Boris Johnson has said he will “wait and see what the judges say” before deciding whether to recall Parliament.
The Supreme Court will hear two appeals that will determine whether the prime minister acted lawfully in suspending Parliament for five weeks.
Edinburgh’s Court of Session said the shutdown was unlawful and London’s High Court said it was not a court matter.
On Monday the PM visited Luxembourg for Brexit talks, but the EU said it was yet to see concrete proposals.
Mr Johnson pulled out of a joint press conference with Luxembourg Prime Minister Xavier Bettel, blaming noisy protesters, but Mr Bettel went on to criticise Mr Johnson’s approach to Brexit.
The suspension of Parliament, a process known as proroguing, began a week ago.
MPs are not scheduled to return until 14 October, when there will be a Queen’s Speech outlining Mr Johnson’s legislative plans. The UK is due to leave the EU on 31 October.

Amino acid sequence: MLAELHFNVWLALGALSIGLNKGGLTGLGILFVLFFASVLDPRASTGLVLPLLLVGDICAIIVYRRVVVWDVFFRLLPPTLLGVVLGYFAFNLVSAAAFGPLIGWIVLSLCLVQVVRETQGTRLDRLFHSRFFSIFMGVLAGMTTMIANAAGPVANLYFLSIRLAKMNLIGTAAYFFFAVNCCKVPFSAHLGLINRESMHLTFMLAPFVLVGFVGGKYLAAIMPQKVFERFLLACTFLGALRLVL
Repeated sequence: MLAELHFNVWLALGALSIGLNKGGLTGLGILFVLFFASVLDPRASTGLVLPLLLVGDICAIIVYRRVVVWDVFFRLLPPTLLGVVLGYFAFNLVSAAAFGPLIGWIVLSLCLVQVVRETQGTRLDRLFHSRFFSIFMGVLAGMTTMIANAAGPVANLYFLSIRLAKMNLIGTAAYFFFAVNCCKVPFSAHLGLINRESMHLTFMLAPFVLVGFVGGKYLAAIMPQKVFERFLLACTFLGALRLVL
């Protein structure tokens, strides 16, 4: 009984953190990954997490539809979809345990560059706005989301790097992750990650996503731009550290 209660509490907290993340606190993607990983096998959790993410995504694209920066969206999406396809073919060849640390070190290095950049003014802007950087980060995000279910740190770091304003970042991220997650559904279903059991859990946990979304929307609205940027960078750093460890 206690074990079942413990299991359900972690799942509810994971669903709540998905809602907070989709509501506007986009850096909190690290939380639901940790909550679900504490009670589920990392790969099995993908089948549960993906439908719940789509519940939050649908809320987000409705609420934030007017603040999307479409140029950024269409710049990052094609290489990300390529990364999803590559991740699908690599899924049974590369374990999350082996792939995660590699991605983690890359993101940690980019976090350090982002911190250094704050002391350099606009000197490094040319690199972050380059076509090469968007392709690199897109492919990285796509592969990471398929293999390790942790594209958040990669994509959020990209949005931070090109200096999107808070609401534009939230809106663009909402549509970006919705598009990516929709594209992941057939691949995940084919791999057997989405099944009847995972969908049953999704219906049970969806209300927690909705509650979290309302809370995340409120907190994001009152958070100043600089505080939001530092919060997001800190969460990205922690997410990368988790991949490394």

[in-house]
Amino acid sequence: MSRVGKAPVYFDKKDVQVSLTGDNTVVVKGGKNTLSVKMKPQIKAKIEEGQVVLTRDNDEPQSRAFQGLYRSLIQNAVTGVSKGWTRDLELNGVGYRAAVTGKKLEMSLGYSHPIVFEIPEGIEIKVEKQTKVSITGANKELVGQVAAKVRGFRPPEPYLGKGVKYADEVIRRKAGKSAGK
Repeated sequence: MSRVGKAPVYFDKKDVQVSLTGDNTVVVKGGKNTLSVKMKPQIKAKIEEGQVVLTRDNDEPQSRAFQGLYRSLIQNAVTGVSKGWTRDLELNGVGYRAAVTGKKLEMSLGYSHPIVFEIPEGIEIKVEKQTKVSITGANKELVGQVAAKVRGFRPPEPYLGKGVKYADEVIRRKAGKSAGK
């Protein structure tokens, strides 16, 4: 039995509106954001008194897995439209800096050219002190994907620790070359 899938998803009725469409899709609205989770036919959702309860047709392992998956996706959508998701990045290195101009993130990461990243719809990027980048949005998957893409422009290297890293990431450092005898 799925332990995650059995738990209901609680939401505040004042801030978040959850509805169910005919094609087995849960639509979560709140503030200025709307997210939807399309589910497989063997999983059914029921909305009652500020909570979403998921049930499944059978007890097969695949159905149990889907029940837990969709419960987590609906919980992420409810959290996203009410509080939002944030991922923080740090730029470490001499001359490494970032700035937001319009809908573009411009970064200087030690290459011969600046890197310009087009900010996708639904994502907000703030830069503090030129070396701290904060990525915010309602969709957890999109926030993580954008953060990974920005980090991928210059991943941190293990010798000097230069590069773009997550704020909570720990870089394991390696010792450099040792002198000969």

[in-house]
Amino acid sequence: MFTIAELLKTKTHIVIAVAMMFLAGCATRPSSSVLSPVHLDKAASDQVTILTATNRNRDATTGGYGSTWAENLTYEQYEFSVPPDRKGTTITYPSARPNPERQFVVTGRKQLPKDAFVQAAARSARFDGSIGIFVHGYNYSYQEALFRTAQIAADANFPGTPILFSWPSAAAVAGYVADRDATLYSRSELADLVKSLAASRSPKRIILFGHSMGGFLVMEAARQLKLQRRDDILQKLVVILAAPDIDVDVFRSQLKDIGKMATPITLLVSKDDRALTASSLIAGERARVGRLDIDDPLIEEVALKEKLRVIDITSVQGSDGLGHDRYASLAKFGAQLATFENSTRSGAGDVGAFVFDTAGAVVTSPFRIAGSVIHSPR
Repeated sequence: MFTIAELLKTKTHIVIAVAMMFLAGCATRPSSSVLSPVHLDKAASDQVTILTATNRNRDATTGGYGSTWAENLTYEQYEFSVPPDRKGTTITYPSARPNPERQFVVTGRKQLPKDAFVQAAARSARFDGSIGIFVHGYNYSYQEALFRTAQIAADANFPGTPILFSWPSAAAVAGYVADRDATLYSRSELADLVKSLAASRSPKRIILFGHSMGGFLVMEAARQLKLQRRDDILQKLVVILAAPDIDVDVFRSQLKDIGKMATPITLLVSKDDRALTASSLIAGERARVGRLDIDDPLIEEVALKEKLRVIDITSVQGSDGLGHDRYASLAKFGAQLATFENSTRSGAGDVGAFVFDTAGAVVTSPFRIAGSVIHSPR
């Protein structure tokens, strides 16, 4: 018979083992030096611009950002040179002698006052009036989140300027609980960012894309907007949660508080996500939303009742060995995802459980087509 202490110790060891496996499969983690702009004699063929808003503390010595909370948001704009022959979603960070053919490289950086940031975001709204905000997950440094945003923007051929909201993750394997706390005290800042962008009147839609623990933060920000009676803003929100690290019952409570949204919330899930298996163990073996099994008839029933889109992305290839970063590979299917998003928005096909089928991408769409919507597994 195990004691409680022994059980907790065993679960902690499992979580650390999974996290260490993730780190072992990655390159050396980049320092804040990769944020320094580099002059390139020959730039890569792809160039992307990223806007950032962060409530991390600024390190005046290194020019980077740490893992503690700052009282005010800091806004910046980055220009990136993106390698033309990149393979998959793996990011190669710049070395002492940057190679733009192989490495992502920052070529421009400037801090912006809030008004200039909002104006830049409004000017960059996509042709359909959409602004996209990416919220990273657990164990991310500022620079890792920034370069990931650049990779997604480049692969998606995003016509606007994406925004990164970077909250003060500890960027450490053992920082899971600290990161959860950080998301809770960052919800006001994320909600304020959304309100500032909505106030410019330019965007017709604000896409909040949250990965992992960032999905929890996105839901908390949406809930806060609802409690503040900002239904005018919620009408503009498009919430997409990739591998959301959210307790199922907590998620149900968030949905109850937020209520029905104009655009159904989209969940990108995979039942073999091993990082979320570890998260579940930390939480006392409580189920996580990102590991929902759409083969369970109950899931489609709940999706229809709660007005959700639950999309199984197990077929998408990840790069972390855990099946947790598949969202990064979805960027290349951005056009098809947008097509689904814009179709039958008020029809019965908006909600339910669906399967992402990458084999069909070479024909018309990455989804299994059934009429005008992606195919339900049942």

Opposition parties have called for Parliament to be recalled.
Speaking to BBC political editor Laura Kuenssberg ahead of the start of the court case later, Mr Johnson said he had the “greatest respect for the judiciary”, and its independence “is one of the glories of the UK”.
“And I think the best thing I can say, having said that, is to wait and see what they say,” he said.
Asked again if he would be ready to recall Parliament if that was what the Supreme Court said he ought to do, he said: “I think the best thing I could do is wait and see what the judges say.”
The hearing is scheduled to last until Thursday.